T-154/10: GC backs the Commission in finding “bankruptcy-proofness” as a (new) source of (illegal) State aid

In its Judgment of 20 September 2012 in case T‑154/10 French Republic vs. European Commission, the General Court of the EU (GC) has established a new test of “bankruptcy-proofness” as an advantage contrary to Article 107(1) TFEU that may generate a significant shake up in the control of State aid granted (implicitly) to establishments of an industrial and commercial character (EICC, or EPIC in their French acronym)–ie legal entities governed by public law which have distinct legal personality from the State, financial independence and certain special powers, including the performance of one or more public service tasks.

 In a nutshell, the controversy concerned the Commission’s position that there is (illegal) State aid where the legal form and status of EICCs shield them from general rules on bankruptcy and winding up under the relevant national legislation (in the case, French law). Indeed, in the view of the Commission as summarised by the GC,

 [the EICC concerned (La Poste)] was not subject to the ordinary law rules governing the administration and winding-up of firms in difficulty and that, according to point 1.2, second paragraph, fourth indent of the 2008 Notice [on the application of Articles 87 [EC] and 88 [EC] to State aid in the form of guarantees (OJ 2008 C 155, p. 10)], there is aid in the form of a guarantee where more favourable credit terms are obtained by undertakings whose legal status rules out bankruptcy or other insolvency procedures (T-154/10, at para. 23, emphasis added).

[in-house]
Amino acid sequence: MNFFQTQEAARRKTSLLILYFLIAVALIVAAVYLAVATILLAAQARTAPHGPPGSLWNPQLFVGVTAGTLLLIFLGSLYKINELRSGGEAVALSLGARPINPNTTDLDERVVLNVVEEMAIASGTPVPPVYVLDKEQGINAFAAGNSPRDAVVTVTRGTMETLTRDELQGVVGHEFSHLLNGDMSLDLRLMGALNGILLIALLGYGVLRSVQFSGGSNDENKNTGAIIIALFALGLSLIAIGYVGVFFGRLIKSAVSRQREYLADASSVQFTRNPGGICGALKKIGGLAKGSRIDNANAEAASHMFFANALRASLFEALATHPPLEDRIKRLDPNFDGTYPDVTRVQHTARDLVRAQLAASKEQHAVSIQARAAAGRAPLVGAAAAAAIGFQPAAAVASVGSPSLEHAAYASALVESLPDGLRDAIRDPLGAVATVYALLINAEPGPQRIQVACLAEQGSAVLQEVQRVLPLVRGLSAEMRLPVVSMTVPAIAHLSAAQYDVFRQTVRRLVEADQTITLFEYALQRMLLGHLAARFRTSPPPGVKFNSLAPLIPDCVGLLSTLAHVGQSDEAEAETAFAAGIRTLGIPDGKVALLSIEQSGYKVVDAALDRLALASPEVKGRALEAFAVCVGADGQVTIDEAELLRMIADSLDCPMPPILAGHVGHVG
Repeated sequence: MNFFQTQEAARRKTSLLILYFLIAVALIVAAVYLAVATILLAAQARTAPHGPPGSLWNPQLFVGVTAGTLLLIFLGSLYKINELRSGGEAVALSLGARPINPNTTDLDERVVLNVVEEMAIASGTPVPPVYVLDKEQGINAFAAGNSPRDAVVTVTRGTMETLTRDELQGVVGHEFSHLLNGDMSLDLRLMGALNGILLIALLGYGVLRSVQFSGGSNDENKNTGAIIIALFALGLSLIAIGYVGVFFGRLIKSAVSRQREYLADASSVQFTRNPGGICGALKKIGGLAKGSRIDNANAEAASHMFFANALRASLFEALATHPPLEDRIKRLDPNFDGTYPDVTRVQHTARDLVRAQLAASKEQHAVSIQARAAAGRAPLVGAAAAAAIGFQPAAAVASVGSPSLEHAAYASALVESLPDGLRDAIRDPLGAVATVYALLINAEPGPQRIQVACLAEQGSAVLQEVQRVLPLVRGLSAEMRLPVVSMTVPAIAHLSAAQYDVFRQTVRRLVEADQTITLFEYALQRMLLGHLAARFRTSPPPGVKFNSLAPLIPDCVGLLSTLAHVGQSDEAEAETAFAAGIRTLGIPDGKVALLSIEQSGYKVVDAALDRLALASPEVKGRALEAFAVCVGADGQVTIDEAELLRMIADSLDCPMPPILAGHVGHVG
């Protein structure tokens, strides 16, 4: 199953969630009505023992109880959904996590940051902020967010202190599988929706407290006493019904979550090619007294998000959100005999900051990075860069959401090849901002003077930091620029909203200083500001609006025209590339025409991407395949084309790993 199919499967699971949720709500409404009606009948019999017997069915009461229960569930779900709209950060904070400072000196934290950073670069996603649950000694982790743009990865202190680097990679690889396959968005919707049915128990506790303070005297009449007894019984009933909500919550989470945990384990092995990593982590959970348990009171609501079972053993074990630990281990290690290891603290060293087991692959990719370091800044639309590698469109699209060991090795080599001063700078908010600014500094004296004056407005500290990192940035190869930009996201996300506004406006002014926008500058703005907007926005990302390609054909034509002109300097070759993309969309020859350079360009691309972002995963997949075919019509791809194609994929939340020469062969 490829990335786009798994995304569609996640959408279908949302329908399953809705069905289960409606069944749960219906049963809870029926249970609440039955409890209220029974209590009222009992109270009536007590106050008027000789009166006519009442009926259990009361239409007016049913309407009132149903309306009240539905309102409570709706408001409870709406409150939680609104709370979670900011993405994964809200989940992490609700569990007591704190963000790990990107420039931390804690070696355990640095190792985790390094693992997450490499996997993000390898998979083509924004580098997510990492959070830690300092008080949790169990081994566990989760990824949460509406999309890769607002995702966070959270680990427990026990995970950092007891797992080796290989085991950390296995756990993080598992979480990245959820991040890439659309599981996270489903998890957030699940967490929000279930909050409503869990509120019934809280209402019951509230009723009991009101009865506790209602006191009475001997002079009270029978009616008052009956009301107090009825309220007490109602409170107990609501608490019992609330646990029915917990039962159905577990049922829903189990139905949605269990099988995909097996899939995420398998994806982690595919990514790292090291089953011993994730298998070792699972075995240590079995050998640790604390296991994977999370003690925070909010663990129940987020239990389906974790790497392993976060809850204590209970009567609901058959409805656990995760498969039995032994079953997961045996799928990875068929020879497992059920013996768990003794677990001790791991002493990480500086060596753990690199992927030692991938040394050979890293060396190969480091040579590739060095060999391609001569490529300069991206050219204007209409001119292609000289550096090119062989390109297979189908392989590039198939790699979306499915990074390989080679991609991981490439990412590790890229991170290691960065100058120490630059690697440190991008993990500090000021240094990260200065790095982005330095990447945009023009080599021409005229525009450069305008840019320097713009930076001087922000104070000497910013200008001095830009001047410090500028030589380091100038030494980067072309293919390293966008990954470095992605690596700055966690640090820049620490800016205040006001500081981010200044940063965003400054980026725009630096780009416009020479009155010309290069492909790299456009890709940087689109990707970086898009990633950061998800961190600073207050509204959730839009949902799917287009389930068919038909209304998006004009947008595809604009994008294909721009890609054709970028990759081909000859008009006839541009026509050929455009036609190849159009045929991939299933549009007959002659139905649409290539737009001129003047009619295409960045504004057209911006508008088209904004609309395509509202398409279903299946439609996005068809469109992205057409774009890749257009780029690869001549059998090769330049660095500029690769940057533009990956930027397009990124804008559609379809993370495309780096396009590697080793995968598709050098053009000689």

In short, the GC concurred with the Commission and found that, where a given entity is shielded from general bankruptcy procedures, there is an (implicit advantage) that can constitute State aid. Therefore, a new test of bankruptcy-proofness has been instituted by the GC and this may have deep and far-reaching implications in the control of State aid control to EICCs.

However, the detail of the reasoning is worth reading, since there is a number of elements to take into consideration in the analysis whether a given entity is subjected or excluded from the scope of ‘regular’ bankruptcy and winding up procedures. In the reasoning of the GC:

79 The French Republic considers that, contrary to the view put forward by the Commission, the inapplicability of insolvency and bankruptcy procedures under ordinary law […] does not mean that La Poste cannot go bankrupt or find itself in a situation of insolvency. The French Republic observes that specific procedures, which do not give creditors any guarantee that they will recover all of their claims, are applicable to [EICCs] […] the primary objective of which was to regulate situations in which public entities, although solvent, refused to honour certain debts, established a scheme of enforcement remedies, which give the governing body the power to substitute itself for the executive of a publicly-owned establishment so as to release the ‘necessary credits’ – and not State resources – in that establishment’s budget, with a view to satisfying potential creditors. That law, however, confers no authority and even less the obligation on the State, whose role can be compared to that of an ad hoc legal representative, to release State resources for the benefit of potential creditors of publicly-owned establishments. […] Lastly, the existence of the programmes […] allowing advances to be made to organisations distinct from the State that manage public services, do not mean that an implied guarantee mechanism has been established.